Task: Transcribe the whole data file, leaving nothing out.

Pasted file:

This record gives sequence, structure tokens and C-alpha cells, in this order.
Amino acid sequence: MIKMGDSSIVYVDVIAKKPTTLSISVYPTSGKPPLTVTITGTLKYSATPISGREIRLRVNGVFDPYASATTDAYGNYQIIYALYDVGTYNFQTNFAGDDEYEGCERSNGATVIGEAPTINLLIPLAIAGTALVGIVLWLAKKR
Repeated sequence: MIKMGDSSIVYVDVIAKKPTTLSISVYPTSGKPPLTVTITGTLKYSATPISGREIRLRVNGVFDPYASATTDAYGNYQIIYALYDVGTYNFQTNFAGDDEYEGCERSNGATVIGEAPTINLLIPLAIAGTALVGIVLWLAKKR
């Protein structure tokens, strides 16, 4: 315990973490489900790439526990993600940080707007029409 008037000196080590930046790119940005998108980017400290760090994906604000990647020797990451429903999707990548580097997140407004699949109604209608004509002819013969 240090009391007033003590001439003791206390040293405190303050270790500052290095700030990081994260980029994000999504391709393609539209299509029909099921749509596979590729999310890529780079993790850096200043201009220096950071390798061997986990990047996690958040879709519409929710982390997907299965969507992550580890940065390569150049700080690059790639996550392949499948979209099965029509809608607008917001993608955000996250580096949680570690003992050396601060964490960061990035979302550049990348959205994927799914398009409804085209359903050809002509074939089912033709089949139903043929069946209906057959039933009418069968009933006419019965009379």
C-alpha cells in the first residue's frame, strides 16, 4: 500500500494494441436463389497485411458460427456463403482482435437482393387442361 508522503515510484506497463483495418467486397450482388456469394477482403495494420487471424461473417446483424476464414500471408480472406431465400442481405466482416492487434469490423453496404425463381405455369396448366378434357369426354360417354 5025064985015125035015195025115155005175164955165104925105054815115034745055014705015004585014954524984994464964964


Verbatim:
This record gives sequence, structure tokens and C-alpha cells, in this order.
Amino acid sequence: MIKMGDSSIVYVDVIAKKPTTLSISVYPTSGKPPLTVTITGTLKYSATPISGREIRLRVNGVFDPYASATTDAYGNYQIIYALYDVGTYNFQTNFAGDDEYEGCERSNGATVIGEAPTINLLIPLAIAGTALVGIVLWLAKKR
Repeated sequence: MIKMGDSSIVYVDVIAKKPTTLSISVYPTSGKPPLTVTITGTLKYSATPISGREIRLRVNGVFDPYASATTDAYGNYQIIYALYDVGTYNFQTNFAGDDEYEGCERSNGATVIGEAPTINLLIPLAIAGTALVGIVLWLAKKR
């Protein structure tokens, strides 16, 4: 315990973490489900790439526990993600940080707007029409 008037000196080590930046790119940005998108980017400290760090994906604000990647020797990451429903999707990548580097997140407004699949109604209608004509002819013969 240090009391007033003590001439003791206390040293405190303050270790500052290095700030990081994260980029994000999504391709393609539209299509029909099921749509596979590729999310890529780079993790850096200043201009220096950071390798061997986990990047996690958040879709519409929710982390997907299965969507992550580890940065390569150049700080690059790639996550392949499948979209099965029509809608607008917001993608955000996250580096949680570690003992050396601060964490960061990035979302550049990348959205994927799914398009409804085209359903050809002509074939089912033709089949139903043929069946209906057959039933009418069968009933006419019965009379």
C-alpha cells in the first residue's frame, strides 16, 4: 500500500494494441436463389497485411458460427456463403482482435437482393387442361 508522503515510484506497463483495418467486397450482388456469394477482403495494420487471424461473417446483424476464414500471408480472406431465400442481405466482416492487434469490423453496404425463381405455369396448366378434357369426354360417354 5025064985015125035015195025115155005175164955165104925105054815115034745055014705015004585014954524984994464964964